Will Gorilla Glass 5 make Sapphire screens expendable? The short answer is, "Yes." However, it has taken quite a bit to reach that conclusion. There is nothing quite like that feeling the moment you realize that your smartphone has just slipped out of your hand and is heading toward that concrete sidewalk or driveway. It is like that slow motion part in a horror picture – your face contorts, your muscles tighten up, acid forms in your stomach, and you may even let out a curse word…or two. Sometimes the screen cracks a little, but is still usable, other times the crack is large and renders the device inoperable, and for the few lucky ones, there is no damage at all.
It is times like these which caused Corning to develop Gorilla Glass – that and the scratching of our displays. While Gorilla Glass was getting the durability part down, scratching was still a problem – those nasty coins, keys, makeup cases, and pocket knives can do a job on a screen after hundreds of times of you sliding your device in and out of your pocket. This is where sapphires screens came in to save the day – as sapphire is one of the hardest known materials next to diamonds. GT Advanced in Arizona seemed to have the necessary furnaces, equipment, and processes to melt the material and provide ultra-thin, scratch proof "surface covers" to protect the next iPhone displays. However, about nine months before they were to deliver, major problems arose and Apple ditched the entire deal and stuck with Gorilla Glass.
While sapphire glass is more scratch resistant, it is more fragile during drops – something very important for a mobile smartphone. If there is even the slightest flaw in a sapphire screen, accidentally dropping it or getting it hit by anything solid is bad news as it's even more fragile in these instances. Making sapphire screens was a difficult enough process, but to mass produce a sapphire screen would be an extremely expensive and almost impossible task. One thing that can be said for Corning, they do not sit back on their accomplishments – there was a time when the GT Advanced claim to have the capability to produce sapphire displays scared the heck out of Corning. They are constantly developing thinner, stronger, and more scratch-resistant screens and are now just introducing Gorilla Glass 5 – their best product to date. Corning was always concerned about drops from the waist, where most people carry their phones, but then realized that people hold their phones much higher and more awkwardly to take selfies. So they raised the bar for protection against heights of 1.6-meter drops onto hard, rough surfaces with a survival rate of 80-percent of the time. The popularity of Gorilla Glass is known around the world with 73-percent of smartphones using it on 4.5 billion devices over the years.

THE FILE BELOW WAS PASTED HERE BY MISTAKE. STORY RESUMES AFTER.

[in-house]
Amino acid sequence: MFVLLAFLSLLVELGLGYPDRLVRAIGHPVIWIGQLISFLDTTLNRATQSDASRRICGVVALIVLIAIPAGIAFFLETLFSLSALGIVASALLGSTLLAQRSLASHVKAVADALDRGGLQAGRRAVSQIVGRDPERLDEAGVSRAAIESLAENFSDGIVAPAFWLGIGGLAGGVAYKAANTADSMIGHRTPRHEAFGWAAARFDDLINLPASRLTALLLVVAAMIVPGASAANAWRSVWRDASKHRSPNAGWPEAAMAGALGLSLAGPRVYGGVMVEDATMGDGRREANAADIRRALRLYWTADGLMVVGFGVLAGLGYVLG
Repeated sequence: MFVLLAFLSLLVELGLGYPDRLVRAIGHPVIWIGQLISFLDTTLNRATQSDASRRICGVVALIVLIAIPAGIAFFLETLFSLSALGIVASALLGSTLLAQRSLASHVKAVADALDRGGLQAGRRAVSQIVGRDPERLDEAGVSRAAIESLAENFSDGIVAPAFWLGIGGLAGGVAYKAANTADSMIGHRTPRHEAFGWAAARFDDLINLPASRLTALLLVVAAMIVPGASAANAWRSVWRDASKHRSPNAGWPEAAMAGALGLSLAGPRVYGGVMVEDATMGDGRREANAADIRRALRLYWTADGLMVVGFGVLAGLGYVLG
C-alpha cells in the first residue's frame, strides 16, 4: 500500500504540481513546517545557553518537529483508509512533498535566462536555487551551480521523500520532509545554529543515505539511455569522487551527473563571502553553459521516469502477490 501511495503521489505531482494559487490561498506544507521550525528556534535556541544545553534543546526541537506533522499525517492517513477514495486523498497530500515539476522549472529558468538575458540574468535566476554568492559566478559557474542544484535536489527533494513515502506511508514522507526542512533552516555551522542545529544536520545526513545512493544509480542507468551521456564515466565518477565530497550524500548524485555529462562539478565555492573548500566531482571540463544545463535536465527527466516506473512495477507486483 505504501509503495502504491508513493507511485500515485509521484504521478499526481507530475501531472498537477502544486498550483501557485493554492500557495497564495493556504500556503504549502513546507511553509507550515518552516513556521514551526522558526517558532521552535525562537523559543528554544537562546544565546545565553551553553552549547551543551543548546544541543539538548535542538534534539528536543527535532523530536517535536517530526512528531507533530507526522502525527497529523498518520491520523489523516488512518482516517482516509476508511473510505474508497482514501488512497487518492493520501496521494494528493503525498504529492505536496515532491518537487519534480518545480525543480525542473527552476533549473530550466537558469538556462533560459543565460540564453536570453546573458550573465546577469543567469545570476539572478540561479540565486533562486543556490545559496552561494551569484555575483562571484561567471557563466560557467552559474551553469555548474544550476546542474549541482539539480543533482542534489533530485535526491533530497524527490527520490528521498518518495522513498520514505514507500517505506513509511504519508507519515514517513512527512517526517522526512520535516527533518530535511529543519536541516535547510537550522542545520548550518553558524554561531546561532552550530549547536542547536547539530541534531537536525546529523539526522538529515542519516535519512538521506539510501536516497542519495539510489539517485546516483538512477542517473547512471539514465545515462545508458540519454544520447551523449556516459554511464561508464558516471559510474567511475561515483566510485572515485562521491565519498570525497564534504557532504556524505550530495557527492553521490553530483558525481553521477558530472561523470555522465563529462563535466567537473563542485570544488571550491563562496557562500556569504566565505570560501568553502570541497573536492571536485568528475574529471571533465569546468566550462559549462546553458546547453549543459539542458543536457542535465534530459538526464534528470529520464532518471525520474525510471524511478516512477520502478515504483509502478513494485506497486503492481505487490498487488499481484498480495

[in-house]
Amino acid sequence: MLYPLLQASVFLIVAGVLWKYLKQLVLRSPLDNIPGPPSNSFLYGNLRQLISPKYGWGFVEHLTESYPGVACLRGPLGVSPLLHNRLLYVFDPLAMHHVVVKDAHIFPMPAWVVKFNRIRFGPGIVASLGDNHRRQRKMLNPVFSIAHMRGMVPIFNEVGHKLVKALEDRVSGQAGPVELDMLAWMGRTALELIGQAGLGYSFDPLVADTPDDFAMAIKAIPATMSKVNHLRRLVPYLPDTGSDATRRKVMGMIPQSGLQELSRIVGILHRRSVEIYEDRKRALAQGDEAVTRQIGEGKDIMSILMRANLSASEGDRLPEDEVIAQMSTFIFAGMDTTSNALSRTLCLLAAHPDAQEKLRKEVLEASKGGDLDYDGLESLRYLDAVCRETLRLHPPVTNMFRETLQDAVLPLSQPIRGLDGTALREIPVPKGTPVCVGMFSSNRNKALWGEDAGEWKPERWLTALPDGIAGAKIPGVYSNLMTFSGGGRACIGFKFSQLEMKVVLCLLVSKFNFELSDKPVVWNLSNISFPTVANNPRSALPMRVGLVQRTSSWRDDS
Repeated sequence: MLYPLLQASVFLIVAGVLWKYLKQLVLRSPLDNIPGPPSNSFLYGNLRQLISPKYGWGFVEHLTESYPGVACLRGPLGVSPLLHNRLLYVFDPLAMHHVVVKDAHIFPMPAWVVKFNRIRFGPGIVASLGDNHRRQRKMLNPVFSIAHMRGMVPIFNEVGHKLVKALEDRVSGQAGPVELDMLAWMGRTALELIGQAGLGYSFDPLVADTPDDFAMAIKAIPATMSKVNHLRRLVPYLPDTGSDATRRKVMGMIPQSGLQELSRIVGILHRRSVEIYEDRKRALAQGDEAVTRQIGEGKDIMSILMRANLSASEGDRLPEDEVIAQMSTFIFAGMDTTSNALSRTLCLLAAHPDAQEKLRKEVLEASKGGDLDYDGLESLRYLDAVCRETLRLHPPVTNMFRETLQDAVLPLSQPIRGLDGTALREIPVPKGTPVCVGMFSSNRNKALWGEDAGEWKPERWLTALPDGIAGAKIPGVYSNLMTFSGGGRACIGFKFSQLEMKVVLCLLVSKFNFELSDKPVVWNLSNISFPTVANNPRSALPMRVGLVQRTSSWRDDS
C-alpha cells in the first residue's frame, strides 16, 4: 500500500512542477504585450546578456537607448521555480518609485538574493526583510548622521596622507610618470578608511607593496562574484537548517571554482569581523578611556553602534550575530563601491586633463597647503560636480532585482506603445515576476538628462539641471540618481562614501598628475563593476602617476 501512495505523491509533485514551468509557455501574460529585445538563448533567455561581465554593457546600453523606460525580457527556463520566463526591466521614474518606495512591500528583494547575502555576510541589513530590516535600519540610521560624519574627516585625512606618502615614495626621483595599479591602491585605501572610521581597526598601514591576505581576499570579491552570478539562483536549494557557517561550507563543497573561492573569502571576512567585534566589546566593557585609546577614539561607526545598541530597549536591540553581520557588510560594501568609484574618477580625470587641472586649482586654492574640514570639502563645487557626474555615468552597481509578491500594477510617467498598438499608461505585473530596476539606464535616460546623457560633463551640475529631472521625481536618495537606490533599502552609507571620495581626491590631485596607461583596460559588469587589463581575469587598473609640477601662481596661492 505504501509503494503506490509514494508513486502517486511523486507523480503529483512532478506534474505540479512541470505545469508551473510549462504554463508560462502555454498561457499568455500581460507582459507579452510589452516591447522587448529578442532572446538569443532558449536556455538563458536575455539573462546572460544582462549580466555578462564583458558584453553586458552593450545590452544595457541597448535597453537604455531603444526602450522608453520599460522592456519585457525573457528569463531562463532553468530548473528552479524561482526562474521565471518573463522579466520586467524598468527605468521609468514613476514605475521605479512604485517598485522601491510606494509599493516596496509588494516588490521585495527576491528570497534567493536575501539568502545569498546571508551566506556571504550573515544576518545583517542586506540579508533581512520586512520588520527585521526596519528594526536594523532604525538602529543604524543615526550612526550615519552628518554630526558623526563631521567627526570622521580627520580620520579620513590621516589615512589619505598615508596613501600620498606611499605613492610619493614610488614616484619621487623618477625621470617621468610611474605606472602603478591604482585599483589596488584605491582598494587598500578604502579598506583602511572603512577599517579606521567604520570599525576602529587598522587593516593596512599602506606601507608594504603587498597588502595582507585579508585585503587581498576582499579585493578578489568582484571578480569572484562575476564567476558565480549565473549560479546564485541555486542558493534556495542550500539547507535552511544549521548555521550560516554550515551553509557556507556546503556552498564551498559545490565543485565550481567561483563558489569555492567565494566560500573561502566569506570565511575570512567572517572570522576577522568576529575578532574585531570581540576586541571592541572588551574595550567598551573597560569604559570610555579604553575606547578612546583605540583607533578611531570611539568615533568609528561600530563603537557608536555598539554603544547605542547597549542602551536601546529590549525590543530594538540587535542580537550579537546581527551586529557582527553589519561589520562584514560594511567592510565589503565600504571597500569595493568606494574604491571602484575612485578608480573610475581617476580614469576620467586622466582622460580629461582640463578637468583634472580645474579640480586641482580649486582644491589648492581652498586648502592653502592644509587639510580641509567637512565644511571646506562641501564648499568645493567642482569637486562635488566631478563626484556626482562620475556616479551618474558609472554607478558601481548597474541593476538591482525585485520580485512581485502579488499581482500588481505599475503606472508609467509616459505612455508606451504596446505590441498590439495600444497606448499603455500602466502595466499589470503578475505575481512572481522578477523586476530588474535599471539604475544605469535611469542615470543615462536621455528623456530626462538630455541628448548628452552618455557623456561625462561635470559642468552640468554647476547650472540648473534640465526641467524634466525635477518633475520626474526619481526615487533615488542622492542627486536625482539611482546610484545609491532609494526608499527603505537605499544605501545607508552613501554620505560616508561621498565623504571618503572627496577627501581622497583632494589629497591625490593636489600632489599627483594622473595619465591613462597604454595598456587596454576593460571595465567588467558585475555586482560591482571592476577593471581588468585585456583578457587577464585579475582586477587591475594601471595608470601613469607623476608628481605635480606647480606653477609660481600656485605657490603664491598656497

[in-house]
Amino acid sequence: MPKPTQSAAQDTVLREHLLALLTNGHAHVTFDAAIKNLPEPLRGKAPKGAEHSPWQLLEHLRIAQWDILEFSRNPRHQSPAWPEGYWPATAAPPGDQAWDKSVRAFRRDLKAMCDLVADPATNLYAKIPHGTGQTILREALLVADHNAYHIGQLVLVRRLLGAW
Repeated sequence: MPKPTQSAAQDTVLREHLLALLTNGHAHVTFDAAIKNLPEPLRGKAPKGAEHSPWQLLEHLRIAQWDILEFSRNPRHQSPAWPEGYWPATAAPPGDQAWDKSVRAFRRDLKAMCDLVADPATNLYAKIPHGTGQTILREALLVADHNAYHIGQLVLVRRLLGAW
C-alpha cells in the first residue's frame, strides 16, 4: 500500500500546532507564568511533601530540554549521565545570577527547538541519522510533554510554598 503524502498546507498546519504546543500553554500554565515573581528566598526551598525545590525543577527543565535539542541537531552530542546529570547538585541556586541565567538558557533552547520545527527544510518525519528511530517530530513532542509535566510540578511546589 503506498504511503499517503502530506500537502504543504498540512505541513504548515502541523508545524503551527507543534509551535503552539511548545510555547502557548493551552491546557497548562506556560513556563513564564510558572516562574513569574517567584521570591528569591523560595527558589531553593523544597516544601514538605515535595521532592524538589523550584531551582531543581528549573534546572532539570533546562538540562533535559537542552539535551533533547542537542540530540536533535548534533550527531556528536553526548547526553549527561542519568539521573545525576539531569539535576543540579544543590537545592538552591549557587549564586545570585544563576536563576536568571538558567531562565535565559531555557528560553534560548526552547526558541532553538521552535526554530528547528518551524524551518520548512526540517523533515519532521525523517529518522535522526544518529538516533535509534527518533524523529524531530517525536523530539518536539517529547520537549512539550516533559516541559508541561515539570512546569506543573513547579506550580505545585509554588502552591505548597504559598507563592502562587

Gorilla Glass 5 is already shipping to vendors and the first smartphone to use Gorilla Glass 5 is the newly announced Samsung Galaxy Note 7. Other devices will follow this fall and with the introduction of Gorilla Glass 5 and Corning's commitment to improving it, use of sapphire screens could become a simple experiment or for some ultra-luxury smartphones that cost thousands of dollars. However, for the mass produced smartphone, sapphire will be too prohibited in cost with too low a volume.
Just to throw another display in the mix to further debunk sapphire screens – let's not forget the new ShatterShield display from Motorola found on their new Moto Z Force device. It is a five-layer design that has been tested and clearly works in preventing cracks or shatters from five-foot drops and is guaranteed for four years. The outside layer is the protective lens, the second layer is the interior lens, the third layer is the dual touch layer, the fourth layer is the AMOLED display, and the fifth layer is an aluminum chassis. Corning is working on a more durable and scratch-resistant glass – of course, Corning would love to have the scratch resistance of sapphire and are working on a project they announced earlier this year called, "Phire." It will be another upgrade to their Gorilla Glass line that will combine the extreme strength of Gorilla Glass with higher scratch-resistance. Corning has no time frame when this new product will come to market, but for now, we have Gorilla Glass 5 to cover our clumsiness.